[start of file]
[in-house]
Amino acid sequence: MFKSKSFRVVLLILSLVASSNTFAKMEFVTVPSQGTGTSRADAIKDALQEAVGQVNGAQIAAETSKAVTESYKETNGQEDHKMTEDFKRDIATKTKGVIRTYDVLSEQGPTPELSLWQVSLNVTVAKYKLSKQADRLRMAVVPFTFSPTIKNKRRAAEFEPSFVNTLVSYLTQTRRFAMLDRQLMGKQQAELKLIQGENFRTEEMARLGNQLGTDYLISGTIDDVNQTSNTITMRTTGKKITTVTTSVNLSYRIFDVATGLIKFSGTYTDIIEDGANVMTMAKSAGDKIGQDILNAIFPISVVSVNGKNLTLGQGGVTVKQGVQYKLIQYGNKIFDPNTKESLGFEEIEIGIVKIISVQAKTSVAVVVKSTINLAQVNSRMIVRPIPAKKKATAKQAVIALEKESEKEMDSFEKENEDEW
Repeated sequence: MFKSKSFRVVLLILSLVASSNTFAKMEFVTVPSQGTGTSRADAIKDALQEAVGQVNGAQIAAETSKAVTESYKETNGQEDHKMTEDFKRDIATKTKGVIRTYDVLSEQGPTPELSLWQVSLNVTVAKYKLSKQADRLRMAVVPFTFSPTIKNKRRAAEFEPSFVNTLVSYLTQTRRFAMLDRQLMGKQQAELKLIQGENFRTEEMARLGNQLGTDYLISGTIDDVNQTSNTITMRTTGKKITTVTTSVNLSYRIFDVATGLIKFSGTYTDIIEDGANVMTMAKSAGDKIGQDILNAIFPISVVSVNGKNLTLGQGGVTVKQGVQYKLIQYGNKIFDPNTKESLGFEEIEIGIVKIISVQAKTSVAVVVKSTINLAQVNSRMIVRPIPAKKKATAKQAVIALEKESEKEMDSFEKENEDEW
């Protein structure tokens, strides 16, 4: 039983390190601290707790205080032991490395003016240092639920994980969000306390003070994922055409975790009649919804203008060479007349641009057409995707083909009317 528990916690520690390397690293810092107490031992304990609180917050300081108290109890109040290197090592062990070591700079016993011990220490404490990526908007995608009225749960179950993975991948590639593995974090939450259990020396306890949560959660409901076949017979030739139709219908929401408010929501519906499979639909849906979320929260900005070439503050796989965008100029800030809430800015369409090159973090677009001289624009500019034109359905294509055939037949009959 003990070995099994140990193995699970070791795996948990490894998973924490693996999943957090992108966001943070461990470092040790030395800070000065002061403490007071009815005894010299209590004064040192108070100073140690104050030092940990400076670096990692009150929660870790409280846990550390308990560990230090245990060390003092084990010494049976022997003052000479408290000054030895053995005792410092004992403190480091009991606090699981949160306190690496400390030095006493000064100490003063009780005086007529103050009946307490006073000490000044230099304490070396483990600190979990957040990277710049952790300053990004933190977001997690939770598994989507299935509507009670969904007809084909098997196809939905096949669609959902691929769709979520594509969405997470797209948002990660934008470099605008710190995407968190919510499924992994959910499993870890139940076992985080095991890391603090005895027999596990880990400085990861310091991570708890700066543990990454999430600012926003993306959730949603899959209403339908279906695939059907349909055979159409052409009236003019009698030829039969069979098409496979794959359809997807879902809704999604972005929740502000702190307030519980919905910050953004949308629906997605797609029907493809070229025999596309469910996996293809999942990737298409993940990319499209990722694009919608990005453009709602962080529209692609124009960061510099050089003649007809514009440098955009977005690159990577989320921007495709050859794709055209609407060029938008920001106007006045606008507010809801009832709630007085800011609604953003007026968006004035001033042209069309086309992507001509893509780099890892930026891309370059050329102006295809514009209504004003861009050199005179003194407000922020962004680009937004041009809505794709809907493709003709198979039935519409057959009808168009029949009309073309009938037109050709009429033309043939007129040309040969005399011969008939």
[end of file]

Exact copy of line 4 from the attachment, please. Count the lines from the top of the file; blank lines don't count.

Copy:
């Protein structure tokens, strides 16, 4: 039983390190601290707790205080032991490395003016240092639920994980969000306390003070994922055409975790009649919804203008060479007349641009057409995707083909009317 528990916690520690390397690293810092107490031992304990609180917050300081108290109890109040290197090592062990070591700079016993011990220490404490990526908007995608009225749960179950993975991948590639593995974090939450259990020396306890949560959660409901076949017979030739139709219908929401408010929501519906499979639909849906979320929260900005070439503050796989965008100029800030809430800015369409090159973090677009001289624009500019034109359905294509055939037949009959 003990070995099994140990193995699970070791795996948990490894998973924490693996999943957090992108966001943070461990470092040790030395800070000065002061403490007071009815005894010299209590004064040192108070100073140690104050030092940990400076670096990692009150929660870790409280846990550390308990560990230090245990060390003092084990010494049976022997003052000479408290000054030895053995005792410092004992403190480091009991606090699981949160306190690496400390030095006493000064100490003063009780005086007529103050009946307490006073000490000044230099304490070396483990600190979990957040990277710049952790300053990004933190977001997690939770598994989507299935509507009670969904007809084909098997196809939905096949669609959902691929769709979520594509969405997470797209948002990660934008470099605008710190995407968190919510499924992994959910499993870890139940076992985080095991890391603090005895027999596990880990400085990861310091991570708890700066543990990454999430600012926003993306959730949603899959209403339908279906695939059907349909055979159409052409009236003019009698030829039969069979098409496979794959359809997807879902809704999604972005929740502000702190307030519980919905910050953004949308629906997605797609029907493809070229025999596309469910996996293809999942990737298409993940990319499209990722694009919608990005453009709602962080529209692609124009960061510099050089003649007809514009440098955009977005690159990577989320921007495709050859794709055209609407060029938008920001106007006045606008507010809801009832709630007085800011609604953003007026968006004035001033042209069309086309992507001509893509780099890892930026891309370059050329102006295809514009209504004003861009050199005179003194407000922020962004680009937004041009809505794709809907493709003709198979039935519409057959009808168009029949009309073309009938037109050709009429033309043939007129040309040969005399011969008939």